Thirty years ago today, the 'Miracle on Ice' happened. A group of kids, mostly from Minnesota, took on the best hockey team in the world, and beat them. Where were you? I remember living in northern Minnesota (East Grand Forks, home of the Green Wave) at the time, and for us, it was more than a game. If you'll remember, a majority of these kids were from Minnesota and Wisconsin, and a majority of those kids were from places like Evelyth, Warroad, and Roseau, MN. Spots on the map for most, but mythical high school hockey programs from High School Section 8, of which East Grand Forks was a part of. For those of you who are just Vikings fans and have no connection to Minnesota other than the Vikings, please indulge me a few minutes. For those of you older guys who are from Minnesota, especially northern Minnesota, follow me back home to early 1980, for just a few minutes, right after the jump.
These kids were also from places like Babbitt and Virginia, MN. They were also from Madison, WI, and Flint, MI. Yes, Mike Eruzione and Jim Craig were from Massacussets, and just as American and just as youthful as our guys. But Neal Broten, Dave Christian, Mark Pavelich and company were us. They are us. And they put the collective angst, hopes, and dreams of a nation that had their teeth kicked in on the International Stage on their midwestern shoulders...their mostly Minnesota shoulders, and took us on a ride that has gone into history books as The Greatest Upset in the History of Sports.
For those of you from Minnesota, you know we have this collective inferiority complex, for a multitude of reasons. Not counting the Minneapolis Lakers, the state only has two professional sports championships, and the last one was damn near twenty years ago. In 1980, we had none. The Minnesota Vikings were a franchise on the downside of glory, never having scaled the summit. The Twins had only been to one World Series, losing to the Dodgers in 1965. The Lakers had been in LA for over 20 years; the North Stars were an average team in a 21 team NHL. And Gopher football was part of the 'Little Eight' when the Big 10 was at the zenith of the 'Big 2/Little 8' era.
But we had Gopher hockey. To me, and to many kids in northern Minnesota who lived and breathed hockey on outdoor rinks, the Gophers were Michigan, Ohio State, and Notre Dame all rolled into one. There had been national championships in 1974, 1976, and 1979, and the head coach, Herb Brooks, selected a lot of Minnesota kids when he selected the players for Team USA. We felt that this was essentially a Minnesota amateur All Star team, in a lot of ways, and we were proud that they were going to represent our whole country in the Olympics. Yeah, there were Boston kids on the roster, but at it's core this was a Minnesota team. Minnesota, the State of Hockey long before it got coined that by the Wild.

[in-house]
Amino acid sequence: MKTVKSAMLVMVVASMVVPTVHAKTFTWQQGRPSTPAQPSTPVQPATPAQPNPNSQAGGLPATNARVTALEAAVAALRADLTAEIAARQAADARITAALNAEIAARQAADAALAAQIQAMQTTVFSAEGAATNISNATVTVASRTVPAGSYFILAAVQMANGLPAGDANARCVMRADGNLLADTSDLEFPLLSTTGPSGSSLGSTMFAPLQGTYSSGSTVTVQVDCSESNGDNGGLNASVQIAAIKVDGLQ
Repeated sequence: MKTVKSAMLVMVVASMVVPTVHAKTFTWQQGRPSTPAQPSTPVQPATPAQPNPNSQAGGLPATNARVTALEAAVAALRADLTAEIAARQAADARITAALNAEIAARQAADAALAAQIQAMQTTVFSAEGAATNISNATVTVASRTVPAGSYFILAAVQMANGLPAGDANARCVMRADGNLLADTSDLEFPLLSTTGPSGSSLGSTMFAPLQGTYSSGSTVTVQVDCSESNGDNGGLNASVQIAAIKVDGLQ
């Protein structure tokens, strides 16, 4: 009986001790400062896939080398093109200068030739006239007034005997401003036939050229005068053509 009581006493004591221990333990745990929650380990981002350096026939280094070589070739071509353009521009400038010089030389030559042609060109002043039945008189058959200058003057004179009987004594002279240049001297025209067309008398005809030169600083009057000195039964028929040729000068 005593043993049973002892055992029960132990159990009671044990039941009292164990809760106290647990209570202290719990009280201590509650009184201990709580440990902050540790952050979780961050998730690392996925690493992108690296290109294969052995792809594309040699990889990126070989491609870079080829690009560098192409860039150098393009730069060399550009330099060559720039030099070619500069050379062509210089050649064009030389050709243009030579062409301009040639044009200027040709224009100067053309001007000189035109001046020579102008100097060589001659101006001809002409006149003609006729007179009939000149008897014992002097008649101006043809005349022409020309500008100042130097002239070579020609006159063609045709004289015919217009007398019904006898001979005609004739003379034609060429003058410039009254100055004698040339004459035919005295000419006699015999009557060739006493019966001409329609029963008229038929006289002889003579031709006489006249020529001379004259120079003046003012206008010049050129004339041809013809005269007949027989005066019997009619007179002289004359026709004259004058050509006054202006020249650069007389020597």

We weren't expecting much; it was cool that so many Minnesota guys were on the Olympic team, but then they started winning. They tied Sweden, kicked the hell out of Czechoslovakia, and steamrolled all the way to the game against the Soviet Union. I won't go into the politics of the game here, but this was the most important sporting event in my lifetime, and nothing, not even a VIkings Super Bowl championship, will be as significant. The overtones and implications of this game can't be over-emphasized. I remember living and dying with every second, and when we won, we all met down at the rink and played hockey.
It's not often I say 'we' when referring to a team and a game, because I am no part a more of the 'we' than my dog when compared to the team. But this was different; those kids were us. Same part of the country, skating on many of the same outdoor rinks we were skating on. Not surprisingly, everyone wanted to be Dave Christioan, Neal Broten, or Mark Johnson. We hooped and hollered and re-created the game. Because I was the worst skater, I got to be the goalie...Steve Janaszsak. Yeah, Jim Craig was the hero for most of the country, but Janny was my favorite player on the squad, as he was the goalie for the Gopher hockey team.
This game resonated with the rest of the country, but it has an almost mythical meaning to those of us who grew up in Northern Minnesota and had to suffer the indignities of Minnesota sports up until that point. They beat the Russians!
WE beat the Russians!
We did it. Thirty years ago today, a group of mostly Minnesota kids slayed the Russian Bear and gave Minnesota, and the country, it's greatest sports victory.